21st Century Digital Boy

Salutations,

First a quick follow up to my last post.  On the slacker issue I never really finished my thought.  It was basically this: Alex and I can’t truly be slackers because we work too hard.  We put a lot of effort into this.  The real issue is that we sort of stumbled into it and have never really knew what we were doing or how to succeed.  Frustration at a lack of measurable success has stalled our momentum in the past, but it was never from a lack of trying.  Anyway, as I said last time things are starting to change.

Previously I mentioned that I was working hard to improve our SEO and increase our digital fingerprint.  Well, these last couple days I’ve been submitting to every comic directory and blog I could find, and I’m already happy with the results.  It was a nice surprise to learn that such a large, strong webcomic community exists and there are some nice helpful resources out there.  I installed Google analytics tracking code roughly 2 weeks ago and see constant improvement in our traffic.  People are starting to take notice of Black Snow and it’s exciting.  I was shocked to see that we are getting traffic not only from the United States, but Canada, Germany, Finland, Sweden, Ireland, Colombia, India , the Netherlands, Australia and the United Kingdom as well.  I wonder how Germany feels about the Anti-Nazi?  To all our new international readers, welcome.  In case you’re wondering, yes this is a perfect portrayal of life in America.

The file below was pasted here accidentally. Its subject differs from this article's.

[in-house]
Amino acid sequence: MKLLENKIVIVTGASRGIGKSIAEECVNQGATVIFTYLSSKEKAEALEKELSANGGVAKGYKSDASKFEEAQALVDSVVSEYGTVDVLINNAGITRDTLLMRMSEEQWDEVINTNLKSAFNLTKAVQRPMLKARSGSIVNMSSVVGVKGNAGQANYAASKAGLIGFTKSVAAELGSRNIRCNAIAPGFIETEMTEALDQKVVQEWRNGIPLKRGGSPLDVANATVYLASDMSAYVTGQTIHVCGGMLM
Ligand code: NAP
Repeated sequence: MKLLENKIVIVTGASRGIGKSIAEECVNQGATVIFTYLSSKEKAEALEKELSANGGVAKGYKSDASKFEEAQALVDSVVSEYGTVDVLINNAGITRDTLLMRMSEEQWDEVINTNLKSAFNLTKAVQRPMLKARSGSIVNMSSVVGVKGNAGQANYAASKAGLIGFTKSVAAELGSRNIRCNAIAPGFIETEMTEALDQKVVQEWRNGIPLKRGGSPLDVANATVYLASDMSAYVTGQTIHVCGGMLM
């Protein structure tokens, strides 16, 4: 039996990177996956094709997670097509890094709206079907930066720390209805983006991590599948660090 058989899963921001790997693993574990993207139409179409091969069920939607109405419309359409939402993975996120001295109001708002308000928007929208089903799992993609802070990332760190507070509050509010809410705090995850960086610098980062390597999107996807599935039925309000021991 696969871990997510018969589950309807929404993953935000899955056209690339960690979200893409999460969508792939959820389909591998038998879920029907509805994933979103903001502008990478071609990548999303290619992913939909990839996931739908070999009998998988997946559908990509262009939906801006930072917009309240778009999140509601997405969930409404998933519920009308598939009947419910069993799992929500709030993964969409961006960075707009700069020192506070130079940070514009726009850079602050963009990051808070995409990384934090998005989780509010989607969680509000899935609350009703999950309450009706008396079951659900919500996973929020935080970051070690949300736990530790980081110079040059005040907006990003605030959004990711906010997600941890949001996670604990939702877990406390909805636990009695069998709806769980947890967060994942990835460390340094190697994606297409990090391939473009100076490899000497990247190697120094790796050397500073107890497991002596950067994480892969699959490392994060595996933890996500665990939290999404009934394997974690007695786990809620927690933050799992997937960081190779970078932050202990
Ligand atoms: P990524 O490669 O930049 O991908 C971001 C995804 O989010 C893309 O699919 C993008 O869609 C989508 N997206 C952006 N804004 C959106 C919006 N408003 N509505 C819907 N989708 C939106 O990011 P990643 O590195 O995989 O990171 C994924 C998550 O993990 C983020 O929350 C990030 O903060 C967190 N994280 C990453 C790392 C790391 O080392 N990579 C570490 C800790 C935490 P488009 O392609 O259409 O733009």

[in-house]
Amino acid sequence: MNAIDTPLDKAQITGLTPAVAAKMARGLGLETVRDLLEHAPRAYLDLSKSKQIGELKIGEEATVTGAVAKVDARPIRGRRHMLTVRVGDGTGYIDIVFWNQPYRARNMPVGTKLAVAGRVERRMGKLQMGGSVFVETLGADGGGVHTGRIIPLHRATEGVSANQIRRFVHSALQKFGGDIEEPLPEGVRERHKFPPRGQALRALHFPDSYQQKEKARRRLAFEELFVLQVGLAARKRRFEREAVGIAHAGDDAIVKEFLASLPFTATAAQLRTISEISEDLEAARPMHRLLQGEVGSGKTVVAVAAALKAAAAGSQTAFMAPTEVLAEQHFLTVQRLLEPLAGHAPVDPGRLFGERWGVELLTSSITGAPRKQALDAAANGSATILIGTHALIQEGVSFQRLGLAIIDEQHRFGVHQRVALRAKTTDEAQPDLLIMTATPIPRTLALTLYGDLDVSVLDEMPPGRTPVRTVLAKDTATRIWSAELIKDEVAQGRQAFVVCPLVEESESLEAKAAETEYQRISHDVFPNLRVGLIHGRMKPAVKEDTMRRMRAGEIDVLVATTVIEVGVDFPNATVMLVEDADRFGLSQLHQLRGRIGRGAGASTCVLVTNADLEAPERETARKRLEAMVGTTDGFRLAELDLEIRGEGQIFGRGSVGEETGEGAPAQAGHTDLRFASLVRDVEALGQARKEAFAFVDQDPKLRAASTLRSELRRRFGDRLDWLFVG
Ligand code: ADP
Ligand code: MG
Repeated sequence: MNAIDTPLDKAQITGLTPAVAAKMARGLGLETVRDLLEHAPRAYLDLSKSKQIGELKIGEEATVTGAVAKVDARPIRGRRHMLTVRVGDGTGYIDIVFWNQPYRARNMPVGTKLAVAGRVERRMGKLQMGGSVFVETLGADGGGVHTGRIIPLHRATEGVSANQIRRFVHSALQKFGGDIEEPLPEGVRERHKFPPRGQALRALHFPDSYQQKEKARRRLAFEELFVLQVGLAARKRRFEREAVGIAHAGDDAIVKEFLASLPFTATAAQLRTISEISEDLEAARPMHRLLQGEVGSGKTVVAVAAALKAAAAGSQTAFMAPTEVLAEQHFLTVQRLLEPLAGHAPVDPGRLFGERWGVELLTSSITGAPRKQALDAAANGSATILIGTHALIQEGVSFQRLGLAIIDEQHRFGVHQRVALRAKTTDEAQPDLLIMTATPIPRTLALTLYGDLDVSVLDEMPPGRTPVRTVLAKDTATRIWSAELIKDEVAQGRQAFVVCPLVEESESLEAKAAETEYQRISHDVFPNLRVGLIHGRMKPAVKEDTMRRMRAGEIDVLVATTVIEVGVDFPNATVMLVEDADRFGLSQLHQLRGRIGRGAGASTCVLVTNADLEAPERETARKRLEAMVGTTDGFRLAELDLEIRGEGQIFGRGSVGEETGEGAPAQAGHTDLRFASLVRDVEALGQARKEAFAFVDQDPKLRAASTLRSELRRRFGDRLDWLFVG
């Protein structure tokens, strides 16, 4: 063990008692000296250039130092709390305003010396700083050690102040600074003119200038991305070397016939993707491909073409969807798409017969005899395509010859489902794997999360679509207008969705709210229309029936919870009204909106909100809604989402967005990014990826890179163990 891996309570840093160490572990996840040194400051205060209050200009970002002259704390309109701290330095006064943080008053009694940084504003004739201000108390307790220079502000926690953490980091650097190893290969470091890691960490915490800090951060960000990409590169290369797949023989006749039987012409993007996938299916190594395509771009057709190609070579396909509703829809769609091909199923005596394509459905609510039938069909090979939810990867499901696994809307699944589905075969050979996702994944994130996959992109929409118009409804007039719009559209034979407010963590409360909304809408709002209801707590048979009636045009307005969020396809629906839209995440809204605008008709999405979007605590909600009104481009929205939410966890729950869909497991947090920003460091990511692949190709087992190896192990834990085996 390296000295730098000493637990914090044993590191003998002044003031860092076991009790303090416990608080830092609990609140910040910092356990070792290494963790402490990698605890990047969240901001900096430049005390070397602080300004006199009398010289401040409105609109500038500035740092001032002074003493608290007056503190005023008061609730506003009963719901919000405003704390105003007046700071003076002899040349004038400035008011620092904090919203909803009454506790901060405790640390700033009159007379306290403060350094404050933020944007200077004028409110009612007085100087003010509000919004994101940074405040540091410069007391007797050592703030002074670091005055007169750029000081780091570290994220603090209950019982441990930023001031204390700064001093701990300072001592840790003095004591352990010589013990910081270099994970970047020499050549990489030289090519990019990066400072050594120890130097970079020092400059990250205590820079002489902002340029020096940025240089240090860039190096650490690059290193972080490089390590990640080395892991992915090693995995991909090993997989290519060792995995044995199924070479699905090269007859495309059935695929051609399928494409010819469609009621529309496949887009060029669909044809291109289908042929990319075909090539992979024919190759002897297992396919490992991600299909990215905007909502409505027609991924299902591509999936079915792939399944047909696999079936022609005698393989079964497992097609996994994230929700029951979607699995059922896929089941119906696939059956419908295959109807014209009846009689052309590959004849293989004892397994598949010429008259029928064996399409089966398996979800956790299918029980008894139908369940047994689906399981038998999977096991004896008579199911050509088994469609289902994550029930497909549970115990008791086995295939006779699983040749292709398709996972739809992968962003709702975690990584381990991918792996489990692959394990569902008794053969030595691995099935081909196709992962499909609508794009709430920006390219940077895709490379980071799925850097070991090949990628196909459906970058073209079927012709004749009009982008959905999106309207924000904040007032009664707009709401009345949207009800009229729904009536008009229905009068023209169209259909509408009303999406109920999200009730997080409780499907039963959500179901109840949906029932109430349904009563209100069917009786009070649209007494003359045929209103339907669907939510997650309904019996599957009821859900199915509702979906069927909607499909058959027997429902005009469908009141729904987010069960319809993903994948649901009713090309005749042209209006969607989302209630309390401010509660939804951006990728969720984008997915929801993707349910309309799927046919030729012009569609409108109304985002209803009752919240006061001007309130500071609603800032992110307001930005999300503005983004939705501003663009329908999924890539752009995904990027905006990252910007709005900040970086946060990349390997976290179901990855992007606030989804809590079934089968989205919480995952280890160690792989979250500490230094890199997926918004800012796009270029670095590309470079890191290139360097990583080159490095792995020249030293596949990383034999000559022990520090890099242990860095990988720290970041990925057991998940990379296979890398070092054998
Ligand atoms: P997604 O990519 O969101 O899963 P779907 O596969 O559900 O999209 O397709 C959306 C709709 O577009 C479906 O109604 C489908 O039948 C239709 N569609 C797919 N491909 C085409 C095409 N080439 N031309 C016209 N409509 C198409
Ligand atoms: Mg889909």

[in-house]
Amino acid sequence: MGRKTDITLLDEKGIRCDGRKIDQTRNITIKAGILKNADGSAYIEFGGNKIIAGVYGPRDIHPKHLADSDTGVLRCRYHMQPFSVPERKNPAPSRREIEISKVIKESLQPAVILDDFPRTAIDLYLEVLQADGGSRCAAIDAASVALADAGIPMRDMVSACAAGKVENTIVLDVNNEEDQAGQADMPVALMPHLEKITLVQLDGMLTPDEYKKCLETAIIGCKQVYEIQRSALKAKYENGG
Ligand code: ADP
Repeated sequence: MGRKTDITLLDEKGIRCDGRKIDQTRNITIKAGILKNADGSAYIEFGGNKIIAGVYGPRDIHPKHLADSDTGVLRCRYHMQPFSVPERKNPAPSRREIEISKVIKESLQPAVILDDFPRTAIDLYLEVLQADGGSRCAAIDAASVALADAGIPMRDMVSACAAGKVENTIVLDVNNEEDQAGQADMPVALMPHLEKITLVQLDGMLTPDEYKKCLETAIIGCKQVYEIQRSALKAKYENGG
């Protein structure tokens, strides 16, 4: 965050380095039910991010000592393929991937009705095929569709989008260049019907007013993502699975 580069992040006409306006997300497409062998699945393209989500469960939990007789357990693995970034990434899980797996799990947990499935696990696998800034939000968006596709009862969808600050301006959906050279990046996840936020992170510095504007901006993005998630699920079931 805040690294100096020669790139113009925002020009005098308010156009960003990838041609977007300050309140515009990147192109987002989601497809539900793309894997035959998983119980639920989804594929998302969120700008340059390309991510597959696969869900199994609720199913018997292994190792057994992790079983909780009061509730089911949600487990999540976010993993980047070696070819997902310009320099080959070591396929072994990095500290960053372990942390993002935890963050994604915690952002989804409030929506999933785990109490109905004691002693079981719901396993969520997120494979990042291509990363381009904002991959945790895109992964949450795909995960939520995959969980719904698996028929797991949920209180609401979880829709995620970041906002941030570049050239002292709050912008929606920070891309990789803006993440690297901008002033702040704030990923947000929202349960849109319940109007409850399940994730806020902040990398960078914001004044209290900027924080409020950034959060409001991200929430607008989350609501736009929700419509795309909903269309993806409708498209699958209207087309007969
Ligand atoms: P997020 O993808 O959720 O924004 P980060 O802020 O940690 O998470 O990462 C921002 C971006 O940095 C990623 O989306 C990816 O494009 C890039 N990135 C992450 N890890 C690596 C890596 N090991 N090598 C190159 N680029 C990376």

With so many people visiting the website for the first time I thought it would be a good idea to introduce myself.  In case you didn’t know by now, I’m Michael Balistreri.  I’ve spent all my life in San Jose, CA, barring the 2 years I was going UC Berkeley.  You probably don’t know much about San Jose since it gets no respect from the media because we live in the looming shadow of San Francisco.  Well, it’s a decent place to live.  It’s in close vicinity to beaches, forests, hills and sprawling country side.  It’s a giant metropolis which used to be known as “The safest big city in America” and is apparently  “The capital of Silicon Valley.”  So this is where I’m from.

The most noteworthy thing about San Jose is that it’s basically the hub for new technology and the internet.  Beyond that it’s really a pretty boring place to be.  I never was a very technologically oriented guy, so it was never too interesting to me to be around it all.  I liked video games a lot, so it was cool that I was close to game companies, but it didn’t really effect my day to day life.  It did generate my family’s income, but that didn’t really connect with me as a child.  For years I lied about being at Great America, our local theme park, during the filming of Beverly Hills Cop 3 and appearing as an extra.  I did this because I felt it was probably the most exciting thing to happen around here and I wanted to be a part of it.  Appearing in a background sea of people in a crappy movie that I could never even force myself to sit through was the best I could come up with.  So you might be wondering how a non-tech guy got to where I am today?  Relax, we’ll get there.